News – If you read that post carefully, you’ll see that it’s all about appealing to the evidence, and saying what they have concluded. That’s why Siegel ends by saying ” What happened prior to inflation — or whether inflation was eternal to the past — is still an open question,”. Because they don’t have evidence for what happened.

  7. 7
    Dionisio says:

    Is Forbes a pop-sci mag ?

    🙂

  8. 8
    Dionisio says:

    They have a video of what happened before the big bang, but can’t watch it because it’s recorded in Betamax format and there’s no player for it.
    🙂

  9. 9
    Dionisio says:

    The big bang is not the beginning of the universe.

    “In the beginning was the Word, and the Word was with God, and the Word was God. He was in the beginning with God. All things were made through Him, and without Him was not any thing made that was made.” John 1:1-3 (ESV)

    Reformation Study Bible provided by Ligonier Ministries:

    The term “Word” (Greek logos) designates God the Son with respect to His deity; “Jesus” and “Christ” refer to His incarnation and saving work. During the first three centuries, doctrines of the Person of Christ focused intensely on His position as the Logos. In Greek philosophy, the Logos was “reason” or “logic” as an abstract force that brought order and harmony to the universe. But in John’s writings such qualities of the Logos are gathered in the Person of Christ. In Neo-Platonic philosophy and the Gnostic heresy (second and third centuries a.d.), the Logos was seen as one of many intermediate powers between God and the world. Such notions are far removed from the simplicity of John’s Gospel.

    In this verse the Word is expressly affirmed to be God. The Word existed already “in the beginning” (a clear reference to the opening words of the Bible), which is a way of denoting the eternity that is unique to God. John states clearly, “the Word was God.” Some have observed that the word translated “God” here has no definite article, and argued on this basis that it means “a god” rather than “God.” This is a misunderstanding; the article is omitted because of the word order in the Greek sentence (the predicate “God” has been placed first for emphasis). The New Testament never endorses the idea of “a god,” an expression that implies polytheism and is in sharp conflict with the consistent monotheism of the Bible. In the New Testament, the Greek word for “God” occurs often without the definite article, depending on the requirements of Greek grammar.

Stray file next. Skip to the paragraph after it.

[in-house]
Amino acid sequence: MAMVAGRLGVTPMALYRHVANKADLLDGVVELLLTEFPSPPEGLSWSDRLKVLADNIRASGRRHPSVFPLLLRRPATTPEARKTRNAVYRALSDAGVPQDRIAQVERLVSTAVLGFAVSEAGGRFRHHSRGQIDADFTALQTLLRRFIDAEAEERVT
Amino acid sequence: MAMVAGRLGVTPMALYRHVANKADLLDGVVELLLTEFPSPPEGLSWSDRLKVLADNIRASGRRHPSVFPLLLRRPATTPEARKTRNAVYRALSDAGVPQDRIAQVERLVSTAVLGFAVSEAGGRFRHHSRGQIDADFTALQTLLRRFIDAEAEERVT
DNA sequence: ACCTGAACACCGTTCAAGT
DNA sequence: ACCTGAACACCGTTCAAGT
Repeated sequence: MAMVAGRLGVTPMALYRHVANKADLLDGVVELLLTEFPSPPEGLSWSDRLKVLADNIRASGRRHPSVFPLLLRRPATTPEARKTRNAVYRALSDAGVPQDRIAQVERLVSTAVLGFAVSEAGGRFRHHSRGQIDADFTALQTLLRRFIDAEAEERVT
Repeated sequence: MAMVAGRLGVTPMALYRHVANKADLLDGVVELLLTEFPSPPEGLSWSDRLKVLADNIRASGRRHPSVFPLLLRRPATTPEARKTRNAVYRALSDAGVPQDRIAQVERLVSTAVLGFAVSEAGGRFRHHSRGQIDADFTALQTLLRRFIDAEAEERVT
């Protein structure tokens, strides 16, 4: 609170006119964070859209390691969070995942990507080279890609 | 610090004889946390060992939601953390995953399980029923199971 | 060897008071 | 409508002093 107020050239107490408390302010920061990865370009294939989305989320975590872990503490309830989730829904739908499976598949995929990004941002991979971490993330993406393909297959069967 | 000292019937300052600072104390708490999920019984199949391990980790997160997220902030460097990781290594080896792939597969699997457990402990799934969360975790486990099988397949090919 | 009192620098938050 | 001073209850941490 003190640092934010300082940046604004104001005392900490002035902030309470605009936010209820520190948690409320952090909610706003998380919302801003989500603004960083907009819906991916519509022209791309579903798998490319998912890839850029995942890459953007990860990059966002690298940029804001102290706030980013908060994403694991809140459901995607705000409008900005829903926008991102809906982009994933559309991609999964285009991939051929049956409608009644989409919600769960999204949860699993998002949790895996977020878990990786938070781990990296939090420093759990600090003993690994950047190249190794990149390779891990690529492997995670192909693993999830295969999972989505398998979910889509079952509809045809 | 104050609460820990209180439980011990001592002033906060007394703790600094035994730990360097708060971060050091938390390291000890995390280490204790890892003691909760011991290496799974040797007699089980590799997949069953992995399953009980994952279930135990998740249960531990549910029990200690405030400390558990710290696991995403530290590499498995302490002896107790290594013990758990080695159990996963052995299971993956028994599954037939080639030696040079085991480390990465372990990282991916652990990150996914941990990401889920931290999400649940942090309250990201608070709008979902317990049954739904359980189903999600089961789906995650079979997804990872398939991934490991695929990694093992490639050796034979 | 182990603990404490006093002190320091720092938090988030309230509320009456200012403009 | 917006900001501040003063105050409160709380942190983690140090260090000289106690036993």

That “the Word was with God,” indicates a distinction of Persons within the unity of the Godhead. Father, Son, and Holy Spirit are not successive forms of appearance of one Person, but are eternal Persons present from “the beginning” (v. 2). “With” suggests a relationship of close personal intimacy. See “One and Three: The Trinity” at Is. 44:6.

    All things were made through him. This verse also emphasizes the deity of the Word, since creation belongs to God alone. See also v. 10; Col. 1:16–17; “God the Creator” at Ps. 148:5.

  10. 10
    HeKS says:

    At a certain point this becomes tiresome.

    The singularity and cosmic inflation are not even competing theories. If inflation happened, it happened after the singularity. If the singularity happened, it happened before inflation. Inflation, if it happened, does not replace the singularity. The singularity just remains a different step to establish.

    That said, presenting cosmic inflation as though it has been demonstrated or proved and as though scientists have KNOWN it was true for 40 years is ridiculous. It remains unproven. That it “predicts” the facts described in the article should come as no surprise when the theory was developed to account for those specific facts. They are just some of the earliest discoveries of fine-tuning and inflation was proposed as a way to try to eliminate that apparent fine-tuning, but it has not in any way been confirmed. Furthermore, as I recall, a few years back, Sean Carroll (who would very much like the universe to be past eternal) wrote a paper showing that the chance of inflation producing a realistic cosmology was something like 1 in 10^650,000,000 or 10^660,000,000. Its not for nothing that when it comes to trying to solve cases of fine-tuning, inflation has been described as a cure that is worse than the disease.